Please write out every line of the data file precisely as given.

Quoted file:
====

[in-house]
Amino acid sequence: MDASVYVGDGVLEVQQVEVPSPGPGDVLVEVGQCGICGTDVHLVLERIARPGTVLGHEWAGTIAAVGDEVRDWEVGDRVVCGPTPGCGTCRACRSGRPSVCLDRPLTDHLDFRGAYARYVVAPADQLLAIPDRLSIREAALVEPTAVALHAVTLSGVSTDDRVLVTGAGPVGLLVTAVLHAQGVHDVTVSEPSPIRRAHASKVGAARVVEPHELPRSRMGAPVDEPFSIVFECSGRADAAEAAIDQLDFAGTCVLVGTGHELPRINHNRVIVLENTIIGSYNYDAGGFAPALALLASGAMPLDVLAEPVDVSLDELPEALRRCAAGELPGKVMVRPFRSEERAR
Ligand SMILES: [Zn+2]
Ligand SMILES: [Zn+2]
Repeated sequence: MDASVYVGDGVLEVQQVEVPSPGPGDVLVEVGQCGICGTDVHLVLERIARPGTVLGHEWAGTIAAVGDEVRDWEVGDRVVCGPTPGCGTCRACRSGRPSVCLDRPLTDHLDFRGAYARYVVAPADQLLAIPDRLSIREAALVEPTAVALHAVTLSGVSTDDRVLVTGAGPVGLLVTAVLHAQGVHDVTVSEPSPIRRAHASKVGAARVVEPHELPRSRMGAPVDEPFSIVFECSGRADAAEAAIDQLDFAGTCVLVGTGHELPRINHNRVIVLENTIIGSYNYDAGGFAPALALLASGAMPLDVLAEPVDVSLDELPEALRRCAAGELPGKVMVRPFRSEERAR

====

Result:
[in-house]
Amino acid sequence: MDASVYVGDGVLEVQQVEVPSPGPGDVLVEVGQCGICGTDVHLVLERIARPGTVLGHEWAGTIAAVGDEVRDWEVGDRVVCGPTPGCGTCRACRSGRPSVCLDRPLTDHLDFRGAYARYVVAPADQLLAIPDRLSIREAALVEPTAVALHAVTLSGVSTDDRVLVTGAGPVGLLVTAVLHAQGVHDVTVSEPSPIRRAHASKVGAARVVEPHELPRSRMGAPVDEPFSIVFECSGRADAAEAAIDQLDFAGTCVLVGTGHELPRINHNRVIVLENTIIGSYNYDAGGFAPALALLASGAMPLDVLAEPVDVSLDELPEALRRCAAGELPGKVMVRPFRSEERAR
Ligand SMILES: [Zn+2]
Ligand SMILES: [Zn+2]
Repeated sequence: MDASVYVGDGVLEVQQVEVPSPGPGDVLVEVGQCGICGTDVHLVLERIARPGTVLGHEWAGTIAAVGDEVRDWEVGDRVVCGPTPGCGTCRACRSGRPSVCLDRPLTDHLDFRGAYARYVVAPADQLLAIPDRLSIREAALVEPTAVALHAVTLSGVSTDDRVLVTGAGPVGLLVTAVLHAQGVHDVTVSEPSPIRRAHASKVGAARVVEPHELPRSRMGAPVDEPFSIVFECSGRADAAEAAIDQLDFAGTCVLVGTGHELPRINHNRVIVLENTIIGSYNYDAGGFAPALALLASGAMPLDVLAEPVDVSLDELPEALRRCAAGELPGKVMVRPFRSEERAR